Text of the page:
P. Lee Ferguson, Ph.D.
Speaker's Institution
Duke University
4:00 PM
Chemistry A101
Mixer Time
3:45 PM
Mixer Location
Chemistry B101E
Additional Information

About the Seminar:

Recent advancements in high-resolution mass spectrometry (HRMS) and its application to the field of environmental chemistry have for the first time made possible identification of emerging contaminants in complex environmental mixtures without a priori knowledge of contaminant identity or occurrence. Here, I present a strategy and series of novel analytical workflows based on liquid chromatography, high resolution tandem mass spectrometry (MS/MS), and new chemoinformatics tools (e.g. data processing, spectral library searching, and in silico MS/MS prediction) for identification of emerging environmental contaminants in ecological and indoor environmental samples. In this approach, high resolution (R>240,000) accurate mass (mass error < 1 ppm) analyses of environmental extracts are subjected to recursive peak assignment, adduct grouping, isotope pattern scoring, and molecular formula assignment. Molecular candidates are then subjected to confirmation criteria for tentative structural identification using rule-based in silico fragmentation, library searching, and comparisons to literature data.

I will discuss application of these methods to assess fate and occurrence of emerging contaminants in several environmental systems relevant to ecological and human exposure, including:

  1. Assessment of polar organic contaminant occurrence and fate in North Carolina drinking water sources. Our results revealed a complex mixture of natural and anthropogenic organic compounds in NC surface waters, with analytical signals detected for > 5,000 discrete compounds, and high-confidence tentative structural ID’s for > 300 of these. The tentatively identified compounds present at high relative intensity included markers of wastewater (e.g. sucralose, methylbenzotriazoles, and pharmaceuticals), stormwater (e.g. benzothiazole and substituted urea and guanidine vulcanization accelerants), and agrochemical input (e.g. simazine, atrazine, and fungicides such as carbendazim).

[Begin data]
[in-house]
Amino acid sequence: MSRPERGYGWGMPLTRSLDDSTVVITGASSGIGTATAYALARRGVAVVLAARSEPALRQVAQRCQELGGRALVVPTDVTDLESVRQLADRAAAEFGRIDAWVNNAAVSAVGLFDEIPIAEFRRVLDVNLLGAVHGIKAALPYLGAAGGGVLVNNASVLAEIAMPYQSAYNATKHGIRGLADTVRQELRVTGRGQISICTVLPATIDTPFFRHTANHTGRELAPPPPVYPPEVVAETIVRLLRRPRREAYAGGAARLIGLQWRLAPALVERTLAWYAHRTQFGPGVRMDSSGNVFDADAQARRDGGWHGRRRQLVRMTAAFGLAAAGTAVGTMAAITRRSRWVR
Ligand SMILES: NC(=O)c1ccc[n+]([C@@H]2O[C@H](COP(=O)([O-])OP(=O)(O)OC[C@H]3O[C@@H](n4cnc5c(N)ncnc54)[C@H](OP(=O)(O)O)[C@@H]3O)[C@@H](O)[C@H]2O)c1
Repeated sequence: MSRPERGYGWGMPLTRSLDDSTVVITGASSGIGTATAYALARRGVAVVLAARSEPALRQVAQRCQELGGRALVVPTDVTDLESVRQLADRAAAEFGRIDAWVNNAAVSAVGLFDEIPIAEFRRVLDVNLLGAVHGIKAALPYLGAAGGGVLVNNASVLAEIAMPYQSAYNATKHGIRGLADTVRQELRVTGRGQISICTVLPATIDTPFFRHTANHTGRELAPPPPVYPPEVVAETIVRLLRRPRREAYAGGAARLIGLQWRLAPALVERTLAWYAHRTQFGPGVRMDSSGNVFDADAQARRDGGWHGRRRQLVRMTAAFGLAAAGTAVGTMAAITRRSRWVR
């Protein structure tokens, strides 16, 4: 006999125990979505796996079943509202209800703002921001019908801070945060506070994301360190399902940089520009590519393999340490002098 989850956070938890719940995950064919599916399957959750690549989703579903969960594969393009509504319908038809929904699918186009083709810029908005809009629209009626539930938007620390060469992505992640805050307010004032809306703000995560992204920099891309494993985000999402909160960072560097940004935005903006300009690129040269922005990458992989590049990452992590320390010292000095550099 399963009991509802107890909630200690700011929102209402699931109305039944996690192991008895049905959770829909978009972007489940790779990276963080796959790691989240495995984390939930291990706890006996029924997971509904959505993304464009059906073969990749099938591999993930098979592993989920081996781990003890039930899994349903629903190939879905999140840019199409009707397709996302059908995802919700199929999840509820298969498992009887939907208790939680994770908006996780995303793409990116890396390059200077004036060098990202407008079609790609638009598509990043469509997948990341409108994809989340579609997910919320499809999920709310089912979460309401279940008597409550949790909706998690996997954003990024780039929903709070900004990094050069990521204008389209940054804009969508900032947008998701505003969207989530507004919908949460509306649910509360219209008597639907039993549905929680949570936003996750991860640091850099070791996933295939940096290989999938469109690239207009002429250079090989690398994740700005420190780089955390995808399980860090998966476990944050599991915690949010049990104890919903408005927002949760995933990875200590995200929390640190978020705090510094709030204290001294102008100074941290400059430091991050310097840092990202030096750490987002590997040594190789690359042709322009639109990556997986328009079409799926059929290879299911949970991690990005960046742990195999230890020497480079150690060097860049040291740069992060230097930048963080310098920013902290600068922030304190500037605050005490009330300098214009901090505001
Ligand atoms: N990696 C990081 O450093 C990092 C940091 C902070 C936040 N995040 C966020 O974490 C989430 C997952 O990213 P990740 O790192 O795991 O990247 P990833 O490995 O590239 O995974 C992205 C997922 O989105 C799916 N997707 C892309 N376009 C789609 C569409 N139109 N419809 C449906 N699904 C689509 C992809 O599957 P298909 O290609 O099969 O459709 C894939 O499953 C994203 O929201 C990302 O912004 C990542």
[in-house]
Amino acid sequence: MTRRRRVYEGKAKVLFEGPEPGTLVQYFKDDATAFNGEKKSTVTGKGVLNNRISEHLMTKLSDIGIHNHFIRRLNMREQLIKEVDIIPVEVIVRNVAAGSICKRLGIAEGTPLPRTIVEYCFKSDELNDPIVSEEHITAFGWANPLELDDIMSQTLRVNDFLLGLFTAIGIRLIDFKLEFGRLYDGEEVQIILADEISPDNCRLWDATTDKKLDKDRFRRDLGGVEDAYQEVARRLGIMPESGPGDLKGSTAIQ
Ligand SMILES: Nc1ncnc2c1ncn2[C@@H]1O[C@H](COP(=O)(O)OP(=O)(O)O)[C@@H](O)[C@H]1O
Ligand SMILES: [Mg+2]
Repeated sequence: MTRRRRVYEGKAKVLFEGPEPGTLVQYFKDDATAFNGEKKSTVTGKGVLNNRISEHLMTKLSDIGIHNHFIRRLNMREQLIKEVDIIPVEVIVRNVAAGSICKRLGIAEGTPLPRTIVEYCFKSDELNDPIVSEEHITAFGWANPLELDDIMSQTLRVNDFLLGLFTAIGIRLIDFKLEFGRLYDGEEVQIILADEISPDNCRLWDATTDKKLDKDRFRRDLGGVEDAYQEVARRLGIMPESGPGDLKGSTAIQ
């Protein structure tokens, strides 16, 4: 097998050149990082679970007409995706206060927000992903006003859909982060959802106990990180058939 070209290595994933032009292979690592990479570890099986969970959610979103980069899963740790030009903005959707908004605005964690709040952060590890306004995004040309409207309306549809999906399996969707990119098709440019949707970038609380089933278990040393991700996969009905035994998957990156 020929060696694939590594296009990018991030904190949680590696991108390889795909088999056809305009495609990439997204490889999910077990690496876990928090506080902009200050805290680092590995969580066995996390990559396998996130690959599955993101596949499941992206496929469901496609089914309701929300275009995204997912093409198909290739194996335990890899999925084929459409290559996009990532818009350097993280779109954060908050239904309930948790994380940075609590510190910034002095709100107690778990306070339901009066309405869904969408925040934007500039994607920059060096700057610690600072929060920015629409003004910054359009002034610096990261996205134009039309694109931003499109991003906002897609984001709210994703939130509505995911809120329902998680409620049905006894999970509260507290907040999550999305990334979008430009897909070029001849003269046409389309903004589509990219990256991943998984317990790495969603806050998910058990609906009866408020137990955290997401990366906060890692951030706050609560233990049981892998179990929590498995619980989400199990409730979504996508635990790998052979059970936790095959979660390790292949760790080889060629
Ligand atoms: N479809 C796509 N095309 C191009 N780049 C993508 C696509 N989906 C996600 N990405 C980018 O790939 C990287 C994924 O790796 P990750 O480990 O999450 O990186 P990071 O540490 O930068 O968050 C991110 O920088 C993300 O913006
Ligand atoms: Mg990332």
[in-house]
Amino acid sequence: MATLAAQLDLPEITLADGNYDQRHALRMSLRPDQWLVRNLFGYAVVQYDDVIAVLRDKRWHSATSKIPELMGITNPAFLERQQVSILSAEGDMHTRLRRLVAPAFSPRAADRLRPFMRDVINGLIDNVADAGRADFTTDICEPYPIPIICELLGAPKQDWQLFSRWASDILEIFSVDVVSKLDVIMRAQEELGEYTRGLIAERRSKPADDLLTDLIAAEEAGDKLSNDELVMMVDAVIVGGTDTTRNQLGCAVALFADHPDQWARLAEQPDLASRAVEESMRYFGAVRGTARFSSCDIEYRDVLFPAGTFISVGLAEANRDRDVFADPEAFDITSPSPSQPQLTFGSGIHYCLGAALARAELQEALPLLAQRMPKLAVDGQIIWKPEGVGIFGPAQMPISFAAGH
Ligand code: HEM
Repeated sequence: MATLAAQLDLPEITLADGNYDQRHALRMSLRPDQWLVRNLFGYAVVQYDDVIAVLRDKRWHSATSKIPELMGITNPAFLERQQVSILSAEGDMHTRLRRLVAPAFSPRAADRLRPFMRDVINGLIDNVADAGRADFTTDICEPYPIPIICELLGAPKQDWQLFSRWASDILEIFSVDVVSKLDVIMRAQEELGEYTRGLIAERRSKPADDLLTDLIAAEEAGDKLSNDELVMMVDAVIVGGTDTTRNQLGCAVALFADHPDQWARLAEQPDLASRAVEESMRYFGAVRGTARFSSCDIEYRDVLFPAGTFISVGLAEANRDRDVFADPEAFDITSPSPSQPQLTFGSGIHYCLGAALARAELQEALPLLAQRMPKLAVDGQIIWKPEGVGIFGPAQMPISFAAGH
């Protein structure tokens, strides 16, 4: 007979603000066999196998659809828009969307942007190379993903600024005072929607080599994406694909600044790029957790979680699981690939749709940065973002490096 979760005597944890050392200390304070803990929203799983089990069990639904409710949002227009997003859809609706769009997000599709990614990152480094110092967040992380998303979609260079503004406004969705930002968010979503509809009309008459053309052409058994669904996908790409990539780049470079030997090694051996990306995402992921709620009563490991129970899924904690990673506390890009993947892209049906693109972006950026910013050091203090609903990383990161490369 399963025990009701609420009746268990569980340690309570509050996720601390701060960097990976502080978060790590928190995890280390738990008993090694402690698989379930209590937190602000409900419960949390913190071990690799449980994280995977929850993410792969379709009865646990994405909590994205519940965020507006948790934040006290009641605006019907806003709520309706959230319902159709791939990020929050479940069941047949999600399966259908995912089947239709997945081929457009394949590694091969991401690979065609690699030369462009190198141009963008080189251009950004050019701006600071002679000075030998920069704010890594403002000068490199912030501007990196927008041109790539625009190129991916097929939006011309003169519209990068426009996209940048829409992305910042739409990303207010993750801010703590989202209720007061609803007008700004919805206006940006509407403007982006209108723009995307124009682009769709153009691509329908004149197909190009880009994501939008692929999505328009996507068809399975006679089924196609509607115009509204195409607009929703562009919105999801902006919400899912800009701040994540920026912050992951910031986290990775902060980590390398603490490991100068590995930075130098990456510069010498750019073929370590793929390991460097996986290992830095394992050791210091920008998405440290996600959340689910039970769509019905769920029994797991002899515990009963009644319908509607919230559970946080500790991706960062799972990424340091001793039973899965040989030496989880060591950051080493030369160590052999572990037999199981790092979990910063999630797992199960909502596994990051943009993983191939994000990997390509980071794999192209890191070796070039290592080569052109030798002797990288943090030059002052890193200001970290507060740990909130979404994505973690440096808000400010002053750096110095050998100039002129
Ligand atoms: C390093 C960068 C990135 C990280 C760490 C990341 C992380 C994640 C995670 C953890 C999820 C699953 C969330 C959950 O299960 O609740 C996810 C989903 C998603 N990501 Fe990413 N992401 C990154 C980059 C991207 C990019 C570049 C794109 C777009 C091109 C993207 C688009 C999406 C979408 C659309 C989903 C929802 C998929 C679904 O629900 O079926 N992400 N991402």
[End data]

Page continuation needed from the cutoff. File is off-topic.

2. Elucidation of chemical structures corresponding to novel halogenated azobenzene dyes in the indoor environment. We have tentatively identified > 30 disperse dyes in house dust, six of which were identified definitively in our extracts using authentic standards (representing 100% verification success for proposed tentative structures for these candidates). Prominent compounds identified in dust include the brominated dyes Disperse Blue 373, Disperse Violet 93, and Disperse Orange 61, along with several chlorinated analogs of these structures. Together, these compounds comprise the major components of one of the most commonly applied black dyes used for coloring synthetic fabrics. Quantitative measurements indicated that these dyes were present in house dust samples at levels up to 10 µg/g. Apart from their known mutagenicity, disperse azobenzene dyes are also implicated as contact allergens, thus their occurrence in the indoor environment is of concern with regard to human exposure potential.


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